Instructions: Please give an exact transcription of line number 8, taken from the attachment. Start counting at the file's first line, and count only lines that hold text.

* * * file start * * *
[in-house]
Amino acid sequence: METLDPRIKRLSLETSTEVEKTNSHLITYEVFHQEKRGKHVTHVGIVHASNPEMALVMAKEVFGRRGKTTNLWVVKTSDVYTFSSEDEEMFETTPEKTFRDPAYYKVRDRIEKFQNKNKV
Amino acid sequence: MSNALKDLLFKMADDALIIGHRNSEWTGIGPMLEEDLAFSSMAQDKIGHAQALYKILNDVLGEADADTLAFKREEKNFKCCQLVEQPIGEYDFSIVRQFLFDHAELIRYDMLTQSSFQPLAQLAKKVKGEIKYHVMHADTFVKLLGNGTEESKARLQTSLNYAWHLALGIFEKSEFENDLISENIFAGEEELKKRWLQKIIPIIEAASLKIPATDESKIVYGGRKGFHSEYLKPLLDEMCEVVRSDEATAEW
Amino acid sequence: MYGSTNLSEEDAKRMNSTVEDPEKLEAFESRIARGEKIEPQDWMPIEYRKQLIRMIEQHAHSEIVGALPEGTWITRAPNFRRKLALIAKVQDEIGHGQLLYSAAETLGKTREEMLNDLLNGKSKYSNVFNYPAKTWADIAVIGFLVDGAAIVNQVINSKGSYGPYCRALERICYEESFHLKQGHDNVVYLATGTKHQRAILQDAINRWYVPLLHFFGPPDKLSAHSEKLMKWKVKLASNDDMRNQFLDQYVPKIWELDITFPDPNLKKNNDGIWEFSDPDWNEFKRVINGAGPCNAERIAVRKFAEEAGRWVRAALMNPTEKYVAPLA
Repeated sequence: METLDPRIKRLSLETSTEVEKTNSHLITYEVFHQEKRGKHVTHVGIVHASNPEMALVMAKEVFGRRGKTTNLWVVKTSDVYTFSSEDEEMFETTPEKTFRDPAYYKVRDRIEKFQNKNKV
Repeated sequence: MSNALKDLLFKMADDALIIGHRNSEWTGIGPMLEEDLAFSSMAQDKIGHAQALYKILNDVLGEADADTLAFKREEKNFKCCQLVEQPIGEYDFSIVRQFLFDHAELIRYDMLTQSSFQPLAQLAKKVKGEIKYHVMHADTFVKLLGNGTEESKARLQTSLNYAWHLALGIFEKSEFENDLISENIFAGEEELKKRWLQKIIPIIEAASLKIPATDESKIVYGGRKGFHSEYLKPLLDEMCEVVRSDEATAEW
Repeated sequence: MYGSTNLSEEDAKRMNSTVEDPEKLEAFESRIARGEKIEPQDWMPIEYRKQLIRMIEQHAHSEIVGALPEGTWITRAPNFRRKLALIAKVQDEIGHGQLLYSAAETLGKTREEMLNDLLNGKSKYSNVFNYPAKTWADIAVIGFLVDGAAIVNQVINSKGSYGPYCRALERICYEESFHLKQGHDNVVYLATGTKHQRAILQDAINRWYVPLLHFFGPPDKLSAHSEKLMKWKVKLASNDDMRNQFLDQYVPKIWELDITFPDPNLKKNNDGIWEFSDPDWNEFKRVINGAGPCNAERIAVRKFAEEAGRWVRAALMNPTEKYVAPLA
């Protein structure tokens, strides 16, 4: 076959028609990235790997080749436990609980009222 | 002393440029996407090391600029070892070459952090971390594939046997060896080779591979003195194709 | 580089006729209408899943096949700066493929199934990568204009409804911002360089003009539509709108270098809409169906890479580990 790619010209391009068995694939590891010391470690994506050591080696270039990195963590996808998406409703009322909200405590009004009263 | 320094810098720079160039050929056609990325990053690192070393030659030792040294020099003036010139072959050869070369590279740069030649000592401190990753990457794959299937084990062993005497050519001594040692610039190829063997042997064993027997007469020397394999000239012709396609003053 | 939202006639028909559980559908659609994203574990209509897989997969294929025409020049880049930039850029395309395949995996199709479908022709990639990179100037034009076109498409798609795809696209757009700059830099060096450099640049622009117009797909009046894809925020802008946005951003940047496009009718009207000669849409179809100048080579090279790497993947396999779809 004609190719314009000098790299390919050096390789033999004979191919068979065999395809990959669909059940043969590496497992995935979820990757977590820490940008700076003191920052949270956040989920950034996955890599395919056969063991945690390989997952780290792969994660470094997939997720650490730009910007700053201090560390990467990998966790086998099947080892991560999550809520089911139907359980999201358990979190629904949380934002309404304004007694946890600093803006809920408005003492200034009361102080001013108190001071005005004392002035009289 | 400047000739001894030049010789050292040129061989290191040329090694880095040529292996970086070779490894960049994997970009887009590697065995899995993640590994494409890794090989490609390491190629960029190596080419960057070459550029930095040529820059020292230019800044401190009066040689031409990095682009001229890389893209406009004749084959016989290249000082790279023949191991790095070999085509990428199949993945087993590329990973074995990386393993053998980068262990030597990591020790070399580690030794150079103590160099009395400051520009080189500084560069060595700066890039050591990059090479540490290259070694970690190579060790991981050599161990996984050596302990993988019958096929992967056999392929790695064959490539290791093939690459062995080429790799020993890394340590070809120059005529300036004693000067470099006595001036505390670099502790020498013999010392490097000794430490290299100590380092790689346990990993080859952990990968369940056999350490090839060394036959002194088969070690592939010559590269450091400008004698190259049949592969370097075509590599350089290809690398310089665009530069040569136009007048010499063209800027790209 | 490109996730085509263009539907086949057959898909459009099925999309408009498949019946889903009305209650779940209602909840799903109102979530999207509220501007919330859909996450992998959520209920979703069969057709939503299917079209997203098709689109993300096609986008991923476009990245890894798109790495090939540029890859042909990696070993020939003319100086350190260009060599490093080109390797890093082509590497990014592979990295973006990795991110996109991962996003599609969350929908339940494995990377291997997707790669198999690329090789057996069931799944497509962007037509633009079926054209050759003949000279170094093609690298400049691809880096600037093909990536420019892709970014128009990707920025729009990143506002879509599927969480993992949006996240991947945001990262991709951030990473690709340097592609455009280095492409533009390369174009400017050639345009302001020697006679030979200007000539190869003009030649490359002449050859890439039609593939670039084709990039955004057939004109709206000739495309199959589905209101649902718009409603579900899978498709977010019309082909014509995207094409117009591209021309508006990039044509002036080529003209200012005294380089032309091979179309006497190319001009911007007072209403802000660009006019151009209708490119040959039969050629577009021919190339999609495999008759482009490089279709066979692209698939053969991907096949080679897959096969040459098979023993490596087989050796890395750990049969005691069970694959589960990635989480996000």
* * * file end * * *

């Protein structure tokens, strides 16, 4: 076959028609990235790997080749436990609980009222 | 002393440029996407090391600029070892070459952090971390594939046997060896080779591979003195194709 | 580089006729209408899943096949700066493929199934990568204009409804911002360089003009539509709108270098809409169906890479580990 790619010209391009068995694939590891010391470690994506050591080696270039990195963590996808998406409703009322909200405590009004009263 | 320094810098720079160039050929056609990325990053690192070393030659030792040294020099003036010139072959050869070369590279740069030649000592401190990753990457794959299937084990062993005497050519001594040692610039190829063997042997064993027997007469020397394999000239012709396609003053 | 939202006639028909559980559908659609994203574990209509897989997969294929025409020049880049930039850029395309395949995996199709479908022709990639990179100037034009076109498409798609795809696209757009700059830099060096450099640049622009117009797909009046894809925020802008946005951003940047496009009718009207000669849409179809100048080579090279790497993947396999779809 004609190719314009000098790299390919050096390789033999004979191919068979065999395809990959669909059940043969590496497992995935979820990757977590820490940008700076003191920052949270956040989920950034996955890599395919056969063991945690390989997952780290792969994660470094997939997720650490730009910007700053201090560390990467990998966790086998099947080892991560999550809520089911139907359980999201358990979190629904949380934002309404304004007694946890600093803006809920408005003492200034009361102080001013108190001071005005004392002035009289 | 400047000739001894030049010789050292040129061989290191040329090694880095040529292996970086070779490894960049994997970009887009590697065995899995993640590994494409890794090989490609390491190629960029190596080419960057070459550029930095040529820059020292230019800044401190009066040689031409990095682009001229890389893209406009004749084959016989290249000082790279023949191991790095070999085509990428199949993945087993590329990973074995990386393993053998980068262990030597990591020790070399580690030794150079103590160099009395400051520009080189500084560069060595700066890039050591990059090479540490290259070694970690190579060790991981050599161990996984050596302990993988019958096929992967056999392929790695064959490539290791093939690459062995080429790799020993890394340590070809120059005529300036004693000067470099006595001036505390670099502790020498013999010392490097000794430490290299100590380092790689346990990993080859952990990968369940056999350490090839060394036959002194088969070690592939010559590269450091400008004698190259049949592969370097075509590599350089290809690398310089665009530069040569136009007048010499063209800027790209 | 490109996730085509263009539907086949057959898909459009099925999309408009498949019946889903009305209650779940209602909840799903109102979530999207509220501007919330859909996450992998959520209920979703069969057709939503299917079209997203098709689109993300096609986008991923476009990245890894798109790495090939540029890859042909990696070993020939003319100086350190260009060599490093080109390797890093082509590497990014592979990295973006990795991110996109991962996003599609969350929908339940494995990377291997997707790669198999690329090789057996069931799944497509962007037509633009079926054209050759003949000279170094093609690298400049691809880096600037093909990536420019892709970014128009990707920025729009990143506002879509599927969480993992949006996240991947945001990262991709951030990473690709340097592609455009280095492409533009390369174009400017050639345009302001020697006679030979200007000539190869003009030649490359002449050859890439039609593939670039084709990039955004057939004109709206000739495309199959589905209101649902718009409603579900899978498709977010019309082909014509995207094409117009591209021309508006990039044509002036080529003209200012005294380089032309091979179309006497190319001009911007007072209403802000660009006019151009209708490119040959039969050629577009021919190339999609495999008759482009490089279709066979692209698939053969991907096949080679897959096969040459098979023993490596087989050796890395750990049969005691069970694959589960990635989480996000």